10. Instruction timing (P.189) • Not all instructions take the same amount of time. • Hard to get execution time data for instructions. • Instruction execution times are not independent. • Execution time may depend on operand values. Principles of Embedded Computing System Design

  11. Trace-driven performance analysis (P.189) • Trace: a record of the execution path of a program. • Trace gives execution path for performance analysis. • A useful trace: • requires proper input values; • is large (gigabytes). Trace processors Rotenberg, E.; Jacobson, Q.; Sazeides, Y.; Smith, J.; Microarchitecture, 1997. Proceedings. Thirtieth Annual IEEE/ACM International Symposium on , 1-3 Dec 1997 Page(s): 138 -148 Principles of Embedded Computing System Design

  12. Trace generation (P.190) • Hardware capture: • logic analyzer; • hardware assist in CPU. • Software: • PC sampling. • Instrumentation instructions. • Simulation. Principles of Embedded Computing System Design

  13. Trace scheduling • Trace scheduling: the most likely path is found, and its basic blocks are merged into one. Bookkeeping is required to ensure correctness. Principles of Embedded Computing System Design

  14. Loop optimizations (P.191) • Loops are good targets for optimization. • Basic loop optimizations: • code motion; • induction-variable elimination; • strength reduction (x*2 x<<1). Principles of Embedded Computing System Design

  15. for (i=0; i<N*M; i++) z[i] = a[i] + b[i]; i=0; X = N*M i=0; N i<N*M i<X Y z[i] = a[i] + b[i]; i = i+1; Code motion Principles of Embedded Computing System Design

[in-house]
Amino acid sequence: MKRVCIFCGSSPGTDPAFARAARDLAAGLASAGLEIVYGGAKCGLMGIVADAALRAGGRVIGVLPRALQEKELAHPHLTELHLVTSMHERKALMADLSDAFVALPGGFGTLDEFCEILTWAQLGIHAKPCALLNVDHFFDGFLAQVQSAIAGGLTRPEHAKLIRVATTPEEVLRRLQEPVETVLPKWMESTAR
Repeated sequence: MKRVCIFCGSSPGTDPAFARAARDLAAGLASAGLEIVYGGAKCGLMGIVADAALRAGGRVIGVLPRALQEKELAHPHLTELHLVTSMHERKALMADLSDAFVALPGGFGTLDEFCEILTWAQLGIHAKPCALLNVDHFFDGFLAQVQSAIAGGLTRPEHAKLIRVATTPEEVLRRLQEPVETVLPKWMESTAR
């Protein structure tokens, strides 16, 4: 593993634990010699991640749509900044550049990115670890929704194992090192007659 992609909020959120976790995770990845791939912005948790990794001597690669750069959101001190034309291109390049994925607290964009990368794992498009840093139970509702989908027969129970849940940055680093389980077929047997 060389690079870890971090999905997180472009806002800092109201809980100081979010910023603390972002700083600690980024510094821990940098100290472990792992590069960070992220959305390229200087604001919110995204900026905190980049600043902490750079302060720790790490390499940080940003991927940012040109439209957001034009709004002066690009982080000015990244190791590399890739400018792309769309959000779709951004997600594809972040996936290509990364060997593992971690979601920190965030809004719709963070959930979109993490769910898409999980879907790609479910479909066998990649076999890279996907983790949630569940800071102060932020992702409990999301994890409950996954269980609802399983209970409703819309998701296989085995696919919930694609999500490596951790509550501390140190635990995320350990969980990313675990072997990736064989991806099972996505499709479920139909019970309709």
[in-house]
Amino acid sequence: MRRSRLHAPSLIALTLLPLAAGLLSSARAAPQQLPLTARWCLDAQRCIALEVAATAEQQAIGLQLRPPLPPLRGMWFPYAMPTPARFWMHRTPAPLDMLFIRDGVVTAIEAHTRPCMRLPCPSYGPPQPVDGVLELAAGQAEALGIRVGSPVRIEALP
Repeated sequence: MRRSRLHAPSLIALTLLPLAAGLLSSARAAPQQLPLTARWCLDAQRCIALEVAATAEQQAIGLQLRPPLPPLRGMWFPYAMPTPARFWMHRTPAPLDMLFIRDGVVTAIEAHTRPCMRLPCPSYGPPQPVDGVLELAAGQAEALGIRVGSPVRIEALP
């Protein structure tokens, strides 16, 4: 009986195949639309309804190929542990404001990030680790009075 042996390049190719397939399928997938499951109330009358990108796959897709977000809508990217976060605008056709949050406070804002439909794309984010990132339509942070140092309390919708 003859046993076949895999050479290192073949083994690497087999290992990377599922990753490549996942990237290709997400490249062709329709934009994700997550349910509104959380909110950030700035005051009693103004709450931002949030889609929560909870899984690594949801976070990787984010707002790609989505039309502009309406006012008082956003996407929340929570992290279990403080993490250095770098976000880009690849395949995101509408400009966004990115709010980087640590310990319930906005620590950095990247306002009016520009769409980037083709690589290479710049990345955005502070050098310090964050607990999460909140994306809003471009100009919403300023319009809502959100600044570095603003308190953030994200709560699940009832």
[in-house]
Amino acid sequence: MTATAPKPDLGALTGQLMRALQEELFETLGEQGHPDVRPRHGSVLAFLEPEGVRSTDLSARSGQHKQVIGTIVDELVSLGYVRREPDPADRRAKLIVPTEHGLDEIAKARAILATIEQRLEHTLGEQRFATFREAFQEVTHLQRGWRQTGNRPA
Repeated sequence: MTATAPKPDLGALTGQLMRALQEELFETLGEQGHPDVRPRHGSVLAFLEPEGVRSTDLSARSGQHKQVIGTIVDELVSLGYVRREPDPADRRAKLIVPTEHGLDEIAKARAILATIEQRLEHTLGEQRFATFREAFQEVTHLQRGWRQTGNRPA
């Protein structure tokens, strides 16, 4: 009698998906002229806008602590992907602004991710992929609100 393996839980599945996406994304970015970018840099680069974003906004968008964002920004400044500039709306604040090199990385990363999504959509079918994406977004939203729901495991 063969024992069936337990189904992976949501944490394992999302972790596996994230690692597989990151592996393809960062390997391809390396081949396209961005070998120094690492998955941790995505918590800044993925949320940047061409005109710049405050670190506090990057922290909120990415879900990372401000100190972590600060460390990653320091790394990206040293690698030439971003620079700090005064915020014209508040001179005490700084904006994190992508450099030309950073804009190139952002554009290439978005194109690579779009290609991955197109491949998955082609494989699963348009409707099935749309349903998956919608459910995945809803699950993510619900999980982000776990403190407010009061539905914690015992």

16. Induction variable elimination • Induction variable: loop index. • Consider loop: for (i=0; i<N; i++) for (j=0; j<M; j++) z[i][j] = b[i][j]; • Rather than recompute i*M+j for each array in each iteration, share induction variable between arrays, increment at end of loop body. Cf. P.192 Principles of Embedded Computing System Design

  17. Cache analysis • Loop nest: set of loops, one inside other. • Rewrite loop nest to change the order of access array. • Perfect loop nest: no conditionals in nest. • Because loops use large quantities of data, cache conflicts are common. Principles of Embedded Computing System Design

  18. Array conflicts in cache (P.194) a[0][0] 1024 1024 4096 ... b[0][0] 4096 pad main memory cache Principles of Embedded Computing System Design

  19. Array conflicts, cont’d. • Array elements conflict because they are in the same line, even if not mapped to same location. • Solutions: • move one array; • pad array. Principles of Embedded Computing System Design